[Koutsky L. Epidemiology of genital human papillomavirus infection. Am J Med. 1997; 102:3–8.]
The most common outcome for a young woman acquiring an HPV infection is to immunologically clear it in 8 to 24 months. Once the cervix is infected with a type of HPV that can cause malignant growth, if it is not cleared, there is typically a latent period that lasts many years.
[Waxman GL, Guidelines for cervical cancer screening: History and scientific rationale. Clinical Obstetrics and Gynecology 48 (1): 77–97 (2005)]
In one typical study, the median duration of HPV infections was 8 months, with 70% no longer infected by 12 months. By 24 months, 81% had cleared the HPV infection . HPV regression rates of over 90 percent within two years have been reported in college populations.
[Ho GY, Bierman R, Beardsley L, et al. The natural history of cervical papillomavirus infection in young women. N Engl J Med. 1998;338:423–428.]
[Clavel C, Masure M, Bory JP, et al. Human papillomavirus testing in primary screening for the detection of high-grade cervical lesions: a study of 7932 women. Br J Cancer. 2001;84:1616–1623.]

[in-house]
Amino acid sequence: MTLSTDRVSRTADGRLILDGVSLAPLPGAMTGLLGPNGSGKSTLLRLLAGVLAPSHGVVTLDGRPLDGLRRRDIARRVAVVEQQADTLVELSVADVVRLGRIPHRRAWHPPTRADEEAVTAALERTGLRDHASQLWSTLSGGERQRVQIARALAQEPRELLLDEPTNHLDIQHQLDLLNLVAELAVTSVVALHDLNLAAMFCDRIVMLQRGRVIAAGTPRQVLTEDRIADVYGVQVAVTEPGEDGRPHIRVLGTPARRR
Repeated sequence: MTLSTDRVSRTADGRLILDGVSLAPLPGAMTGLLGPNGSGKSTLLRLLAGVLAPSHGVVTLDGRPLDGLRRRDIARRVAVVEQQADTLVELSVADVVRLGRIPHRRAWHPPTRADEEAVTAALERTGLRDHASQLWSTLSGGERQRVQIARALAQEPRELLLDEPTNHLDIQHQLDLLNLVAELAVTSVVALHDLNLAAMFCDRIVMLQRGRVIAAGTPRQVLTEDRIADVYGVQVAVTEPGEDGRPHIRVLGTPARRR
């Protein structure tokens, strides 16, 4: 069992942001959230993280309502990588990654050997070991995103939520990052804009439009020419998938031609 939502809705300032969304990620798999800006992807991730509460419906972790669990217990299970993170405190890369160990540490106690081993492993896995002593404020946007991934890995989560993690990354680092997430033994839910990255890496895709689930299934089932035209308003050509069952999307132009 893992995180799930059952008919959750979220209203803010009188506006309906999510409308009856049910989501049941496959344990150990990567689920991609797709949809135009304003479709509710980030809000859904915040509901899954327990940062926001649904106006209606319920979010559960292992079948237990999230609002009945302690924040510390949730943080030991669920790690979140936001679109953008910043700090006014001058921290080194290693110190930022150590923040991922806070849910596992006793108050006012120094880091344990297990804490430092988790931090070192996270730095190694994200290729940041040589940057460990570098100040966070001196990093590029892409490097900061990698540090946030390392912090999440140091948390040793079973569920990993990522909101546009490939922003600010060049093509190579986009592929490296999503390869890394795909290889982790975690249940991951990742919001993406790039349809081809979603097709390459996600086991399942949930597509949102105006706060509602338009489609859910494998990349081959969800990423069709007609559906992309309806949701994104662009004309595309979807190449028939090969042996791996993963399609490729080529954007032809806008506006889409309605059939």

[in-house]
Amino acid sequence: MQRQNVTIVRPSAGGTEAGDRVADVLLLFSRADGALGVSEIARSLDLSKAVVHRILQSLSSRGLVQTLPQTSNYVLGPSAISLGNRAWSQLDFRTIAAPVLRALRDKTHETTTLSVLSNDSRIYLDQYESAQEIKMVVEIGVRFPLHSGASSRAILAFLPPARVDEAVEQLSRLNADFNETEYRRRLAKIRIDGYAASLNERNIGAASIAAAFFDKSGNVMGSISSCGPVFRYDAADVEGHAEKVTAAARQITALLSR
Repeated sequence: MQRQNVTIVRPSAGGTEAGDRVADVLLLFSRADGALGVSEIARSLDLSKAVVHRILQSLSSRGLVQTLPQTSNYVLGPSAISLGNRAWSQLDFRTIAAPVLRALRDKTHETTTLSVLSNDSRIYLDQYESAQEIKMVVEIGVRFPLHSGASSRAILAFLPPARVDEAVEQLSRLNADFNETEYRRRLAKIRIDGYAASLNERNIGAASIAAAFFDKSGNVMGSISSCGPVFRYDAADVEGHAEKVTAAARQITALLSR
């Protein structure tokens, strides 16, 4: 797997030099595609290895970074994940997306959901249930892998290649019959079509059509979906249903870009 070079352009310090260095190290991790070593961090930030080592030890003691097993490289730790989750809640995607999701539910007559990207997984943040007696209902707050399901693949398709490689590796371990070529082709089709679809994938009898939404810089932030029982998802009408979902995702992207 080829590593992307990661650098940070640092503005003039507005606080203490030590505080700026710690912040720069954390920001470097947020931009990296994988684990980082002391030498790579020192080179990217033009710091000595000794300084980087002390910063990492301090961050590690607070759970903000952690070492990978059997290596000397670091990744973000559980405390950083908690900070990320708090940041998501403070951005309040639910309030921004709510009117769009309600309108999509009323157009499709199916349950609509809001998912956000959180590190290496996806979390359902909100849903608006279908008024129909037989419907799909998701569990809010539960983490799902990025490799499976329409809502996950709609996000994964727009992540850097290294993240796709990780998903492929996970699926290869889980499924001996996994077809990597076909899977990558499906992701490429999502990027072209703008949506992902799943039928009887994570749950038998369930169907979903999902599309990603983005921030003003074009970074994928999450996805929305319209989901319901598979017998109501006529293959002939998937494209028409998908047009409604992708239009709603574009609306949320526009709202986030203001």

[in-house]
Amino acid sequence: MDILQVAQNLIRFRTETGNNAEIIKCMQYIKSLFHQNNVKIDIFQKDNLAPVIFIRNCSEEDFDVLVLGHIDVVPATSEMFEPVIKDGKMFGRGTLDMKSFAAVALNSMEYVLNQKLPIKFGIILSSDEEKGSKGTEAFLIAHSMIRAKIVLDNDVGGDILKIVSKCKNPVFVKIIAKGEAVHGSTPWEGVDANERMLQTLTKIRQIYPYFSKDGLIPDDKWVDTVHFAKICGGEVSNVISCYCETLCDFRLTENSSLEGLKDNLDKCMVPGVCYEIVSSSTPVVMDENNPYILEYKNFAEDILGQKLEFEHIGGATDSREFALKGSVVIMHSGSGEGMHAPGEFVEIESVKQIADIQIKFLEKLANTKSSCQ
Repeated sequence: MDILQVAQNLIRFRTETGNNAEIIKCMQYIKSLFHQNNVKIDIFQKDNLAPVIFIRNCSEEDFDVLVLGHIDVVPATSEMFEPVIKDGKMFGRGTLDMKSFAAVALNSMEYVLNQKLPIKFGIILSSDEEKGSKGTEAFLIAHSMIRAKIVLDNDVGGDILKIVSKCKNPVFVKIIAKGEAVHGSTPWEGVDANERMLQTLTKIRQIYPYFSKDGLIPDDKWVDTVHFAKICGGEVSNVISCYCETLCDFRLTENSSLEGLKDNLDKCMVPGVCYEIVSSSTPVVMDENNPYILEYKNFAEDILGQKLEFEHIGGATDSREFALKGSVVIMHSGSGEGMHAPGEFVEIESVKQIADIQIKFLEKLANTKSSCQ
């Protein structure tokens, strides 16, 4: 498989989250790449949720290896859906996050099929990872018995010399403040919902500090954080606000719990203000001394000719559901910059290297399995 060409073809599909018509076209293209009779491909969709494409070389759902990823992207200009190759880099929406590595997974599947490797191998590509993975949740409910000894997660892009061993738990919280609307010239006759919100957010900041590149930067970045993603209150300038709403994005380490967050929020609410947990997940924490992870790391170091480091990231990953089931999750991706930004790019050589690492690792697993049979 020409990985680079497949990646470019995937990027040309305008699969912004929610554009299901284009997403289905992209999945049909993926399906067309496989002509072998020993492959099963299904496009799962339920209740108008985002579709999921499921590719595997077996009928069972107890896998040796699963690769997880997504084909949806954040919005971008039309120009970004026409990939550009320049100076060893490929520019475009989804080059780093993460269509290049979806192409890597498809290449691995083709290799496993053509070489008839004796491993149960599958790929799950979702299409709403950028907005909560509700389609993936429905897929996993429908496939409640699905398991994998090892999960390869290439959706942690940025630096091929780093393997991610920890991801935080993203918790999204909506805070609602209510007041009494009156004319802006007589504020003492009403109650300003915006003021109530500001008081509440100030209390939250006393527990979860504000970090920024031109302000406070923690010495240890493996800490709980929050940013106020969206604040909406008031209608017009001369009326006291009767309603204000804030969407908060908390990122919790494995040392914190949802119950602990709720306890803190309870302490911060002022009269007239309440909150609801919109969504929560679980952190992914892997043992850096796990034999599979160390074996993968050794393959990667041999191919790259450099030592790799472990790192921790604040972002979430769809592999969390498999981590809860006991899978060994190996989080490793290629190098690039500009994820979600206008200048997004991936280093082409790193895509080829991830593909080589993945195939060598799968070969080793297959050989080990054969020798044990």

[McRory DC, Batcher DB, Bastian L, et al. Evaluation of Cervical Cytology: Evidence Report/Technology Assessment No. 5. Rockville, MD: Agency for Healthcare Policy and Research; 1999: AHCPR Publication no. 99-E010.]
[Finnish Cancer Registry 2004, Cancer Society of Finland]
A recent study of HPV types in East Africa has found that the most common HPV types were HPV 52 (17.9%), HPV 16 (14.7%), and HPV 35 (11.6%), all cancer-producing types. In contrast to other studies, HPV 16 was not the most prevalent type and the authors conclude that the high prevalence of HPV 52 and 66 in this East African population warrants further research to tailor vaccines to take into account regional variations. Among women with high-grade lesions, the most common HPV types were HPV 16 (35.7%), HPV 52 (25%), and HPV 35 (17.9%).
[De Vuyst, H. et al. Distribution of human papillomavirus in a family planning population in Nairobi, Kenya. Sexually Transmitted Diseases 30(2):137–142 (February 2003).]